When one actually looks at various cosmologies, as opposed to the modern classical one based on the Newtonian paradigm, the concept of randomness has clear irreducible precursors; for example:

  1. Anaximanders apeiron - the unbounded - out of which stuff the world is made of.

  2. Lucretian atomic physics has the clinamen - an irreducible iota of random motion.

  3. Hesiods theogony - a rationalisation of Greek myth - has chaos arising spontaneously.

  4. Genesis, the opening book in the Bible, has 'the earth was without form and void, and darkness was upon the face of the deep'

  5. The Tao says that it is both being and non-being that are the 'mother of ten thousand things'.

  6. Notably, Hegel like the Tao, equivocates between both: pure indeterminate Being is equivalent (but not identical) to pure Nothingness.

It's only really the success of the mechanistic philosophy following the success of Newtonian Physics that made neccessity and determinateness the irreducible point of physical phenomena; this is why when uncertainty was discovered in the early 20C, first empirically in radioactivity and then theoretically established in QM; it was seen as new phenomena, rather than a reintroduction and re-establishing of an old and antique idea.

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    Never thought of that, but yes indeed, determinism is the exception not the rule. But since you mention it, if I recall correctly some of the stoics adhered to strict determinism, long before Newtonian mechanics was established. – Alexander S King Nov 6 '15 at 6:40
  • @alexander King: I didn't know that about the stoics; I'd go along with Aristotles characterisation of physical principles; in that they come in pairs: so not just indeterminateness and nothing else, and nor just Determinateness and nothing else; but both - and irreducibly so. – Mozibur Ullah Nov 6 '15 at 17:35

Looking over these answers, the question of whether or not there is true randomness in the universe seems logically equivalent to whether or not there is free will. They're the same question -- how many things in the universe can be said to happen but not be caused by anything external to them.

It makes intuitive sense that there must be at least one uncaused event/thing in the history of the universe. Spinoza calls that thing "God."

The problem with getting any farther in either randomness or free will is that, although there are events or acts for which we do not know the causes, that doesn't prove that the causes do not exist. We very often find that new people, events, and ideas explain things that had been heretofore unexplainable. In fact, in order to pursue any line of thought, we must say "Until such time as new information changes our perspective, we think x."

So, a random event must be always mean something like, "an event that we currently understand to be not determined by anything external to it, although we might find later that it was." Free will must be remain a shorthand for "that which we cannot currently find determination for, and so may very well be uncaused."

Neither are solvable problems or answerable questions, but both ideas are practically useful. In order to state that a given event is random/an act of free will, you must have a total knowledge of all things in the universe. Which you ain't getting anytime soon.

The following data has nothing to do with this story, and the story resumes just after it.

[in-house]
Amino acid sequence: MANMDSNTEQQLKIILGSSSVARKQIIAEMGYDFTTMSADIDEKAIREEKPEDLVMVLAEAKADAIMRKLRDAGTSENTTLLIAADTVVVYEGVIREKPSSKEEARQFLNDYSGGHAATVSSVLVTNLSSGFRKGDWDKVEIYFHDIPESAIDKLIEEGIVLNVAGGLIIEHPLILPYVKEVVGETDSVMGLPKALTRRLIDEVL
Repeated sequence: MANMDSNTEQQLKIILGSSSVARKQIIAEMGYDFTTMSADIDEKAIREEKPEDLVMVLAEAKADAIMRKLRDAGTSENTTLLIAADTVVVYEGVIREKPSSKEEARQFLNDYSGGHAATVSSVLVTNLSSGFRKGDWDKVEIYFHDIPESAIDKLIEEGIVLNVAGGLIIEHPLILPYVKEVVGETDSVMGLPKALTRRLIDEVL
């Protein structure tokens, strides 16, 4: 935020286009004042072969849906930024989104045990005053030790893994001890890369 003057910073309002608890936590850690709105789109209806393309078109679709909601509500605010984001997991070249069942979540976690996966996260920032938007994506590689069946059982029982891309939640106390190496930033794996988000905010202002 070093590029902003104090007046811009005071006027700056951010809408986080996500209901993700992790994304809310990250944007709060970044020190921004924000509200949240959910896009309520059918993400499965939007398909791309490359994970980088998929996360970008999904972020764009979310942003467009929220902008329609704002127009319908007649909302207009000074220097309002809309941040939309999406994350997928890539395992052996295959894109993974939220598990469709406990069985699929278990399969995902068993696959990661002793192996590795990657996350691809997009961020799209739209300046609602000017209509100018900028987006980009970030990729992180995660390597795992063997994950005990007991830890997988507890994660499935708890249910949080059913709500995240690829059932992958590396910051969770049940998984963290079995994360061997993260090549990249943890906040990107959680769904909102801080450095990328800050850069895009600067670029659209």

I don't believe in either actual randomness or free will (or, rather, I don't believe that I could prove definitively that any individual event or decision is uncaused), but still use both concepts -- to me, they simply mean "the events or decisions made that I don't currently know the causes of, but still wish to make use of in my thinking."

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    Logically equivalent, but opposite in value: if I was told that my thoughts were random, to me, that would be the opposite of having free will. We want our causes, and we want them to be OURS. – user16869 Nov 6 '15 at 16:36

One way of looking at things is the "Greenness Disappears" form of argument: it is question-begging to explain something in terms of itself. (A green thing ultimately must be made up of colorless things, like atoms, or you have not explained why it IS green.)

So, the only way that things can be deterministic ultimately, is by being based on uncaused (whether you label that "random" is up to you) events below that. Otherwise you can keep digging with your deterministic shovel until you fall out the other side of the Earth.

When people realize this, they should know to be happy with a sufficient explanation, and not go on asking "why why why " like a child.

I didn't see it here, but it may be worth adding to the discussion that the nth digit of any transcendental number (such as π or e) is essentially random.

The knowledge to calculate that number with e.g. a Taylor series is also typically precisely the mechanism one would use to verify it.

However if one starts at a random place in a transcendental, the successive numbers are not predictable (without knowing the preceding digits or the offset and having a formula for calculating the succeeding digits).

These numbers occur as fundamentals of mathematics, and as observable phenomenon such as π (being the ratio of every circle's circumference to its diameter). So we see transcendentals in nature, leading to some strange means of prediction.

So the phenomenon we observe in reality, such as quantum mechanics, could derive from an arbitrarily determined precision of a transcendental. In such cases, the randomness is a consequence of universal, fundamental, and immutable laws of mathematics.